This theme of self-constraint shapes Wood's discussion of Kant's account of practical reason, and sets up a contrast with what Kant calls "right," the part of morality concerned with external rather than internal freedom. For Kant, right concerns itself exclusively with the independence of one person's choice from the choice of others, and it cannot be subordinated to any. Wood argues that this creates a puzzle about its justification: if it cannot be dependent upon any end, then it cannot be justified by promoting freedom or morality. Nor can it be a matter of self-constraint, which is internal rather than external. Instead, Wood suggests that the solution is to be found in Kant's conception of action: I can only achieve my ends through action. From this,
it follows that as a rational being, I necessarily will, as far as possible (consistent with other demands of reason), that the actions I perform should serve ends I have set, rather than serving different ends, ends set by others. This is a necessary demand of rational agency, part of its essential structure. (76)
The thought, then, is that other people enter Kant's concept of right as the only possible competing sources of ends. The rational principle does not simply require that I achieve my ends, but rather that I serve only ends that are mine. This demand for external freedom is "qualified by the demand of reason that others have the same rational claim on external freedom that I do" (76). From this formal account of right, Wood traces Kant's derivation of the need for a state, and the obligation of the state to protect the vulnerable from domination by the rich and powerful.
Wood's treatment of freedom in Fichte and Hegel begins with their intersubjective aspect. He traces themes from Fichte in Hegel's familiar master/slave dialectic, suggesting that the former provides arguments that will underwrite the latter's conclusion. Wood characterizes Hegel's development of these ideas as coming "out of thin air" and lacking cogent arguments (218). For Fichte, the concept of a rational being is fundamentally that of the community subject to rational norms that are essentially universal (220) and, second, the setting of the purpose requires a distinction between two types of things that exist apart from me, mere nature and other free beings. Wood suggest that this "summons," as he calls it, does not accompany every action, but rather that "the capacity to give oneself some reasons is something that needs to be acquired through interaction with others, just as the capacity to have theoretical knowledge of the world is dependent on the I's practical limitation by, and interaction with, the not I." (221) These arguments lead to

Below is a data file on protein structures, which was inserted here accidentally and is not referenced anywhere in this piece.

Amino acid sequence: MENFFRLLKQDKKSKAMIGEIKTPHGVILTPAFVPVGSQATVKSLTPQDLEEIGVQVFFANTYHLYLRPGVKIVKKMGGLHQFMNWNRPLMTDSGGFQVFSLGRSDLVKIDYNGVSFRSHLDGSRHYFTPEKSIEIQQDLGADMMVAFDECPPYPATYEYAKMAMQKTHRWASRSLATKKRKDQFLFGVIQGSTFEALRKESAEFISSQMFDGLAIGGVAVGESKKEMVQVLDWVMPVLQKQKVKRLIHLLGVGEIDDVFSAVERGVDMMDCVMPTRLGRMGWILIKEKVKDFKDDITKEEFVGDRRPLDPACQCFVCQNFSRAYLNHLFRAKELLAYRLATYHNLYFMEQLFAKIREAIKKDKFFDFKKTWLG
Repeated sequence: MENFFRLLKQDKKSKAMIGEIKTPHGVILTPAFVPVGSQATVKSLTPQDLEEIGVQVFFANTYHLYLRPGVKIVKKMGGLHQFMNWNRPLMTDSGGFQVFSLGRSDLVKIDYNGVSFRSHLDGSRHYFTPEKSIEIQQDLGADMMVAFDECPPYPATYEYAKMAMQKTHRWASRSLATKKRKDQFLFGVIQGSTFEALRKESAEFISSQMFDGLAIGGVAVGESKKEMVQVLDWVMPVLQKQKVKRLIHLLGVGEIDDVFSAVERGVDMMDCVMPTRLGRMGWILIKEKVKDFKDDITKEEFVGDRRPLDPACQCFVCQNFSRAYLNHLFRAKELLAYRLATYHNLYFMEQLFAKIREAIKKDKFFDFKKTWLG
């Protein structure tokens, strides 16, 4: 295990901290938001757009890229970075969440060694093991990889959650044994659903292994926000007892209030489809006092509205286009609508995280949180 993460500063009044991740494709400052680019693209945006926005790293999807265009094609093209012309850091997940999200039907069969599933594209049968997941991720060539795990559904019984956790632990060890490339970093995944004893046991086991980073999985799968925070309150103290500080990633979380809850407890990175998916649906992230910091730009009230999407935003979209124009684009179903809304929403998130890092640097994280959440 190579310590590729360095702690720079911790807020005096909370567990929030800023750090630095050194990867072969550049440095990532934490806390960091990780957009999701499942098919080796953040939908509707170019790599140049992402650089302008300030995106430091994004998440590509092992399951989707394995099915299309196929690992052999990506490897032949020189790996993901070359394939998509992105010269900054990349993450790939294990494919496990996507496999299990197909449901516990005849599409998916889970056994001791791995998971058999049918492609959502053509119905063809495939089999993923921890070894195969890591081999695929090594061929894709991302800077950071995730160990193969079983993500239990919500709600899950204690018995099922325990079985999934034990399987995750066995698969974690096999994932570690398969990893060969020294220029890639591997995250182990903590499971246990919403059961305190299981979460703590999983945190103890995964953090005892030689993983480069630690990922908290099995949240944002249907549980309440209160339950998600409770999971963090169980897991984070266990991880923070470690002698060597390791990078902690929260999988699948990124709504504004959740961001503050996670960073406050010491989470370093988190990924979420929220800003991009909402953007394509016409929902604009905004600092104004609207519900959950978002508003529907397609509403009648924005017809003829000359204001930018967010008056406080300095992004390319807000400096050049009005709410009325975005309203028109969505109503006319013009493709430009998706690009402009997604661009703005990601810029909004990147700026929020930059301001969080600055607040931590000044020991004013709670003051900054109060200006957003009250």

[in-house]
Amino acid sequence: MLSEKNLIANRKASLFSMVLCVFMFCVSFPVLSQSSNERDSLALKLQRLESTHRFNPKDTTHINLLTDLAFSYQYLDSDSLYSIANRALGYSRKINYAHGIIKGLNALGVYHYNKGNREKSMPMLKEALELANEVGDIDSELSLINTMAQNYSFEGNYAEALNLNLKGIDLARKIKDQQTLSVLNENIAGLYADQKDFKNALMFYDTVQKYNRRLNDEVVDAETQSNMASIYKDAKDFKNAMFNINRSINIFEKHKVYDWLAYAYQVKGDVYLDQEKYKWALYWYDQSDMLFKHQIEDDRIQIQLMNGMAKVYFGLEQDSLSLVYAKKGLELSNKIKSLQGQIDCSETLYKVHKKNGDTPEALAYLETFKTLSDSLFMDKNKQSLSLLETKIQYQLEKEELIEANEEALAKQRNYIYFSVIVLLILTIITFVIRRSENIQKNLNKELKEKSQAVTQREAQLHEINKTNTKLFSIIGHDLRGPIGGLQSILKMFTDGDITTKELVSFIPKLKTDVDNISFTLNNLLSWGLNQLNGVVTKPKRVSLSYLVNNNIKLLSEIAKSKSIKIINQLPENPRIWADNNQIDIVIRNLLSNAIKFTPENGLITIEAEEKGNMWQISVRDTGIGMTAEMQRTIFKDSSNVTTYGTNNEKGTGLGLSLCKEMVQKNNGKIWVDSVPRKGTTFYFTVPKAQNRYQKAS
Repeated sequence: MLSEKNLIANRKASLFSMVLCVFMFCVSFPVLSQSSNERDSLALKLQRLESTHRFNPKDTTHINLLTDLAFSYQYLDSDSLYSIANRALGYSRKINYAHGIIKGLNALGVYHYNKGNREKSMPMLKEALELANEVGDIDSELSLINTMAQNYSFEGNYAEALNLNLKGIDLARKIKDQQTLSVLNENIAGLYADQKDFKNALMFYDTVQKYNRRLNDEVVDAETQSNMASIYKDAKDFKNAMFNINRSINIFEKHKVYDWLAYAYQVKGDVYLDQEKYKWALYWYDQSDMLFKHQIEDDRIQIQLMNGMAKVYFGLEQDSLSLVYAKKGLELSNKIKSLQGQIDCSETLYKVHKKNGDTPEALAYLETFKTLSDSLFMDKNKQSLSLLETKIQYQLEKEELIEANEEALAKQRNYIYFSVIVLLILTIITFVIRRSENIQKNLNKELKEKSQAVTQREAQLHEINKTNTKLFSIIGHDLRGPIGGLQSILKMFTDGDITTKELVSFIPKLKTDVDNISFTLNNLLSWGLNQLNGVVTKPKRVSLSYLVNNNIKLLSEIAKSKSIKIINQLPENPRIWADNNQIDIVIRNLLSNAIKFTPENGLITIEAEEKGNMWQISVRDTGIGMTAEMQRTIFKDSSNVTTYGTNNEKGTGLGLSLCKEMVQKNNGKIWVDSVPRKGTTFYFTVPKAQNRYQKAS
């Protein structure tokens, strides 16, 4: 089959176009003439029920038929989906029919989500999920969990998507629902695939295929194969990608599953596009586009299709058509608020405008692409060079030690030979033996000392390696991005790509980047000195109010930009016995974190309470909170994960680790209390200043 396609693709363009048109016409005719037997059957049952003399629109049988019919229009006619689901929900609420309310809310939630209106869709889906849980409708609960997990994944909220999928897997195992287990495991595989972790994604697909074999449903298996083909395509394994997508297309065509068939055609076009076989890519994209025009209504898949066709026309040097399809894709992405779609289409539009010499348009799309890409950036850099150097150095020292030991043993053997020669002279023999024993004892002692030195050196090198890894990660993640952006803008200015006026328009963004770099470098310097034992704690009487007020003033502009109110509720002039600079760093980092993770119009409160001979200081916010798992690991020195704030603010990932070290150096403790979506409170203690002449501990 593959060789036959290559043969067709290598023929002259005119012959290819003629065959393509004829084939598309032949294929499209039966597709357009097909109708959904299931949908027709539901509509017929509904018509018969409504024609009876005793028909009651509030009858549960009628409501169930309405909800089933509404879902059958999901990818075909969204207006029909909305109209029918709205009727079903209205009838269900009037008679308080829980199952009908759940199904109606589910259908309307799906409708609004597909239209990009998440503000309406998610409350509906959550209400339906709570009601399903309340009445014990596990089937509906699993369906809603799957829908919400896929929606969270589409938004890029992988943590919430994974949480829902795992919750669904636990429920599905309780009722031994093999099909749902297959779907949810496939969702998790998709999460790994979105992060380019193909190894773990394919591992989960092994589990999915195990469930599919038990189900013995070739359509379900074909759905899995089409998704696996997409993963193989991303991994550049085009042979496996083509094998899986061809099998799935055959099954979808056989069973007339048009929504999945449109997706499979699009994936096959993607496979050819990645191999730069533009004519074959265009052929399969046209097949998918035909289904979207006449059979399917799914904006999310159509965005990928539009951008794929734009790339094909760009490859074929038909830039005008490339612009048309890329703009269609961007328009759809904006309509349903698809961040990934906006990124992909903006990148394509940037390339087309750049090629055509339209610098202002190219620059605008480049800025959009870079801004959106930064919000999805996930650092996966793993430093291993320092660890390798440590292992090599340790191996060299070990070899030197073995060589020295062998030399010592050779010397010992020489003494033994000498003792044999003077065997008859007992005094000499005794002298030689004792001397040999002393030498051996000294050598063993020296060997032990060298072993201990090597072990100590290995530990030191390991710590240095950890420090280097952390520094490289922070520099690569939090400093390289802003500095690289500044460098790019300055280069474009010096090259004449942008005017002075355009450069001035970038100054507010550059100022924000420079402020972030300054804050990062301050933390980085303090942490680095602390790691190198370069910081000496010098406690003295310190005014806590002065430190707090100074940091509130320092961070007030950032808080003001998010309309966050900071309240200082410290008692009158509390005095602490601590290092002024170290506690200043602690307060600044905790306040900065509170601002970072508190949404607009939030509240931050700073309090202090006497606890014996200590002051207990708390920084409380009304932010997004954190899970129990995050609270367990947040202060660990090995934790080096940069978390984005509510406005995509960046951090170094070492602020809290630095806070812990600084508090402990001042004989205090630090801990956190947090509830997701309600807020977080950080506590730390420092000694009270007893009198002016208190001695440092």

the conclusion that the essential practical end of self-consciousness can be achieved only by standing in a relation of mutuality with other self-consciousnesses, and that the practical task of self-consciousness is to act according to universal principles shared between it and these others. (226)
Wood characterizes this as an important conclusion "which has profound and critical implications for all existing social orders." (226) The most important of these implications is that to recognize another person as a subject of rights is to recognize "the other as a free subject, entitled to a sphere of external freedom, personal independence, the conditions of a free life." (227) These conditions are inconsistent with extreme economic inequalities, which, Wood contends, generate asymmetrical forms of recognition.